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Good leaders ask good questions. They are also good listeners. Kevin E. Lawson says, “As we create teaching ministries for children, we must be attentive to how children are processing what they are learning. We must allow time to listen to their questions, not just have them answer our questions” (Shaped by God, p. 144).
Check out each of these asking and listening skill-sharpening posts:
People learn differently. When we lead sessions that involve a variety of learning styles, we help kids connect with God’s story and live more deeply into it. That means more fun for kids, fewer discipline problems for teachers, and greater opportunity for life-changing ministry! Leaders can use these learning-style quizzes to discover how the kids in their group learn best.
Children’s ministry leader Karen DeBoer says, “No matter how you’re wired when it comes to prayer, it’s important to invite kids into your conversations with God.” Get ideas for doing so in Praying with Kids.
It’s not uncommon for those who are engaged in ministry with children to wonder (and worry) about the role they play in leading a child to Jesus. This post provides helpful answers.
Crossroads Kids Club offers a great 5-minute video overview of God's salvation story. One note: This video does not describe the "now and not yet" aspect of the kingdom, but describes it as a future-only reality. If you show this to kids, talk about the fact that the kingdom is already here, but not yet here in its fullness.
DwellSongs is a series of three CDs (also available on iTunes) that feature Bible songs and Scripture verses set to music. If your church uses the DWELL curriculum, consider providing families with the music or pointing them to ordering information as a way to continue the learning that’s happening at church with the nurturing that’s happening at home.
It’s easier to memorize Scripture when you’re singing it. Seeds Family Worship turns Bible verses into kid-friendly songs.
Rain for Roots is a Nashville-based band that’s “making new songs about the old story for children.” One of our favorites is The Wedding Banquet—teach the chorus to your kids and ask them to sing it as an invitation to the communion table.
Josh Sweetman, youth director at Maranatha CRC in Lethbridge, AB, shared two children's message series he developed: a Lent series called The Broken Pot and an Advent series called The Words of Advent.
Bible Story Books and Picture Books
It’s great to have a selection of wonderful Bible story books and related picture books available for children to page through themselves and/or to read together in addition to or in place of the story found in your curriculum.
When choosing such books, it’s important to pay close attention to illustrations and language. Look for those that portray God’s people as diverse, and avoid those with cartoonish or all-white characters. Also steer clear of those that turn God’s story into a moral lesson.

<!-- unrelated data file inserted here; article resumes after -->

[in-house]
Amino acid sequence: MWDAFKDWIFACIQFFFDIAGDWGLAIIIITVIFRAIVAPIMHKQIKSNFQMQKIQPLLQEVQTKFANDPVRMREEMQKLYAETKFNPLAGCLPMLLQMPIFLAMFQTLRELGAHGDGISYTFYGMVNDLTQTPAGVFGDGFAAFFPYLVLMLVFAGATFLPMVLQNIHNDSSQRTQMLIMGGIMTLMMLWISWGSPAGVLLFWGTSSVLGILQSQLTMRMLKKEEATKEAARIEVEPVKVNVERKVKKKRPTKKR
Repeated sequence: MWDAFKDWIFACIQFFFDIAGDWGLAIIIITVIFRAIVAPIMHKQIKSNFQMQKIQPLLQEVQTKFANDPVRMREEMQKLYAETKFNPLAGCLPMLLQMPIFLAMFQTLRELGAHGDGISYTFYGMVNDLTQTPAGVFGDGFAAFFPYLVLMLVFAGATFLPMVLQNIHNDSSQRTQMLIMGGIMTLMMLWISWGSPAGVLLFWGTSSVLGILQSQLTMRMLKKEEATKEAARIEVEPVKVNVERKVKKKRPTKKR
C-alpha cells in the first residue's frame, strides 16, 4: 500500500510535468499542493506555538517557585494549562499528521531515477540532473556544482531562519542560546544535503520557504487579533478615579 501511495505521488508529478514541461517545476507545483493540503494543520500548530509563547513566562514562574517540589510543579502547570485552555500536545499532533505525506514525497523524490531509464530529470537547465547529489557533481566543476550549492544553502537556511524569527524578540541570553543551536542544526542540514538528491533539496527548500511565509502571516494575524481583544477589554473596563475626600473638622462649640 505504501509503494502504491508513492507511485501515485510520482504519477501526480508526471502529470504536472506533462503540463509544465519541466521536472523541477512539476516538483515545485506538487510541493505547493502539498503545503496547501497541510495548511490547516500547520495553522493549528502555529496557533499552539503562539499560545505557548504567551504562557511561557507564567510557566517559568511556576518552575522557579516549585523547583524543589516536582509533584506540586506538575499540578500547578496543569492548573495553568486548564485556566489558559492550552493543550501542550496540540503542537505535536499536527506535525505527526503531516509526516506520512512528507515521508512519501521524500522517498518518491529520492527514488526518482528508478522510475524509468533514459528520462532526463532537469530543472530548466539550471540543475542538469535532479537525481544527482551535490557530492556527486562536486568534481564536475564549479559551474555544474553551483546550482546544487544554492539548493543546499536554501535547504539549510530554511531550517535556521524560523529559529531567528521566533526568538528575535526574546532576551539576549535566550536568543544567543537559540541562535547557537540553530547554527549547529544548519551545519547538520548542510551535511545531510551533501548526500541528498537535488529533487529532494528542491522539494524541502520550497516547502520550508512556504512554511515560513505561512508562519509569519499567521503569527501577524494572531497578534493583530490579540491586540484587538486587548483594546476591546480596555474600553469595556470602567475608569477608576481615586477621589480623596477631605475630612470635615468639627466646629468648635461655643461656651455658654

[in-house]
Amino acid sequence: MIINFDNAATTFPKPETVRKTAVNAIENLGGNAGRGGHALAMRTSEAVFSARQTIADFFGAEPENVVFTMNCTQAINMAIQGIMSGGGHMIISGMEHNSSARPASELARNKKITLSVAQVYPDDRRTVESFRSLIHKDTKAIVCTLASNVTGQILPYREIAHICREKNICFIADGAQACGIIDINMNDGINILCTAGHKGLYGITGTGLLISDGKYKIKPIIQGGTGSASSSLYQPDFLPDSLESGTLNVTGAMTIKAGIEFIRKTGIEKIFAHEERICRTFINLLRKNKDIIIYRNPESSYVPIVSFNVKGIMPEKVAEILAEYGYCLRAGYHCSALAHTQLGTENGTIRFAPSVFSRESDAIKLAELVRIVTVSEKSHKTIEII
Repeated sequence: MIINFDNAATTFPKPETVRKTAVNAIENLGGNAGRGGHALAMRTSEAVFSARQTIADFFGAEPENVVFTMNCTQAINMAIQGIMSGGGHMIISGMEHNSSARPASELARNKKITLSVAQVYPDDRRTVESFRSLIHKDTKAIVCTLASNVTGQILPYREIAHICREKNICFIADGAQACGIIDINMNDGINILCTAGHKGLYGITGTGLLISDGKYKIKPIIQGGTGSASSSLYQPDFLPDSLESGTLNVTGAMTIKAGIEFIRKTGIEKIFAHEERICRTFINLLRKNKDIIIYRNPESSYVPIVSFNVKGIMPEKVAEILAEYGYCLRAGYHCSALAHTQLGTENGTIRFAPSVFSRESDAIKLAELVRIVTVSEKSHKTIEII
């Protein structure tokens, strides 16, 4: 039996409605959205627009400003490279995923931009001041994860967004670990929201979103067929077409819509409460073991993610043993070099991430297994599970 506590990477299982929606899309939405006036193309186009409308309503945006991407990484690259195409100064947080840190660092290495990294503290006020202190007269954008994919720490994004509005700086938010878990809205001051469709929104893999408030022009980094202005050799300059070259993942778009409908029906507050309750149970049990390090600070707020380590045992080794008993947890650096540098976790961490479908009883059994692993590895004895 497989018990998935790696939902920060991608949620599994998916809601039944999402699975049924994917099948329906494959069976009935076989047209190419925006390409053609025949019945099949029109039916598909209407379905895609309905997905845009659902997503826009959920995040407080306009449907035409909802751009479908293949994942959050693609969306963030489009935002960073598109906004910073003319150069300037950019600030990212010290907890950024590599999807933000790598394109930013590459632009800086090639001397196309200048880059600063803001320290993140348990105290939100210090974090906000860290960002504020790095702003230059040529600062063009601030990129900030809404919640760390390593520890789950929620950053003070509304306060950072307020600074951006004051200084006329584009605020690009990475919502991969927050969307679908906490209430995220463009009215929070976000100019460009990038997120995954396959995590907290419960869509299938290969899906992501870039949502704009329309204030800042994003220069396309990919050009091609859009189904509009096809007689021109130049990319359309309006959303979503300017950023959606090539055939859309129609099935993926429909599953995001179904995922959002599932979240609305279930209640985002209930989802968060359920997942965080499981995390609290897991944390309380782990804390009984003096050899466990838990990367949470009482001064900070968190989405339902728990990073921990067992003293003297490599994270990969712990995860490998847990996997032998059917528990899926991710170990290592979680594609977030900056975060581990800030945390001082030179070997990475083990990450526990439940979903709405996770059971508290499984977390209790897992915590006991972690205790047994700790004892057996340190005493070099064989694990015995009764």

Always have a Bible present when telling God’s story with young children, and show them where in your Bible the story you are about to tell them is found. Take the time to look up and read the Bible passage together with older children.
For an excellent resource on which Bibles and Bible storybooks work best according to age groups, check out the book I Wonder by Elizabeth Caldwell. In addition to her recommendations, Caldwell includes ideas for engaging a child’s curiosity about the Bible. We highly recommend this book for children’s ministry leaders and parents alike.
Does your congregation give children their own copy of a Bible? This post contains ideas for making that practice intergenerational.
Gospel summary for kids: While it’s important for kids to understand the whole arc of Scripture, it’s not always easy to communicate it! Equip your children's ministry leaders with a copy of this Gospel summary.
Conferences for Growth
The Association for Presbyterian Church Educators is a Reformed binational organization that hosts an annual event. The speakers, workshop leaders, and opportunities to connect with others involved in ministry with children make attending this event worthwhile!
Faith Forward is an ecumenical event held each year for children and youth leaders who are interested in creating “radically inclusive, generous, and thoughtful” faith formation.
Children's Spirituality Summit: This conference brings together children's ministers, developmental psychologists, spiritual formation leaders, lay leaders, pastors, teachers, sociologists, parents, and theologians from a broad spectrum of Christian traditions to explore children's spiritual formation.
Looking for an easy activity to do with multiple ages or when you have extra time at the end of a session? A giant-sized coloring poster from Illustrated Ministry may fit the bill! (Read Talk, Paper, Scissors for why that’s such a good idea.) Sign up for the ICM mailing list to be alerted when new resources are available.
A well-written children’s book can provide powerful connections to a story from Scripture. Storypath reviews a wide variety of children’s books, creates ministry ideas, and organizes the results for you in lectionary, Scripture, and theme-based indexes.